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Table 3. Patient percentage correct for the semantic tasks on the SSJT at initial testing, the VPM, and the Lexical Decision task.

Results

Overall, the patients demonstrated dissociable deficits for action or motion verbs depending on lesion location. Inspection of the combined averaged percentage correct from initial and retest of the SSJT task (see individual results for details of duration between test/retest) for each condition identified patients with more anterior lesions sparing posterior parietal and lateral occipitotemporal cortex (TY, MAS, SB) making more errors in the motionless action (+Action/−Motion) condition (t = −3.631, p = 0.001) whilst the patients with lesions involving posterior parietal or lateral occipitotemporal cortex (FR & JC) made significantly more errors in the observable event (−Action/+Motion) condition (t = −3.631, p = 0.001).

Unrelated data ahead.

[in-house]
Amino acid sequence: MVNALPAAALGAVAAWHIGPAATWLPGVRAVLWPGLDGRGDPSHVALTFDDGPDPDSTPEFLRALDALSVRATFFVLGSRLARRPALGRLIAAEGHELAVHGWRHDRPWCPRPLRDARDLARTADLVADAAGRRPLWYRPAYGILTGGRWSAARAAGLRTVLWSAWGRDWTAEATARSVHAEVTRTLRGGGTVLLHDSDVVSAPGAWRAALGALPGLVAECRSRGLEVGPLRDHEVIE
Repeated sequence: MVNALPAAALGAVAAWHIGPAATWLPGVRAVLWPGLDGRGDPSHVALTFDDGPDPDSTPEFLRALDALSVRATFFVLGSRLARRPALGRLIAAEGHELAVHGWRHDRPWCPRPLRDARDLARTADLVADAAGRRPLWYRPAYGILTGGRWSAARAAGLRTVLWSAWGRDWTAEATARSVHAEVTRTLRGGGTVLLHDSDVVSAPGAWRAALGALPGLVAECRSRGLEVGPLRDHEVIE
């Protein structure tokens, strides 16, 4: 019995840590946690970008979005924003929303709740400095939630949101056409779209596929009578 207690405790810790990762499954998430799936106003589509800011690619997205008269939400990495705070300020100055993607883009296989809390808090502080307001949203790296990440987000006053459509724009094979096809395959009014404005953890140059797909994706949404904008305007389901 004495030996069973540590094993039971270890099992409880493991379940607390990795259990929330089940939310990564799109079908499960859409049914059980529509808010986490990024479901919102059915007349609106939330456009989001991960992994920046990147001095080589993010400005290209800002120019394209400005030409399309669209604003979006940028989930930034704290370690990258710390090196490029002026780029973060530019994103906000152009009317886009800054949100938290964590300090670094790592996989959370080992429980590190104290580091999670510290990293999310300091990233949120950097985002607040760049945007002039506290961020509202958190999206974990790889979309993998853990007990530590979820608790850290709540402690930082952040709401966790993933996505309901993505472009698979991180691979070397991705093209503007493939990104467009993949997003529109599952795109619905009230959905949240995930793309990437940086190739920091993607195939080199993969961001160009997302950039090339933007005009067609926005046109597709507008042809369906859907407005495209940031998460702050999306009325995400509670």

To explore a dissociation of semantic representations for action and motion specific verbs, differences in performance on the semantic tasks (SSJT & VPM) were compared between individual patient scores and the normative data from the healthy control participants (see Table 3). The performance of patients classed as having anterior lesions are initially discussed followed by those classed as having posterior lesions.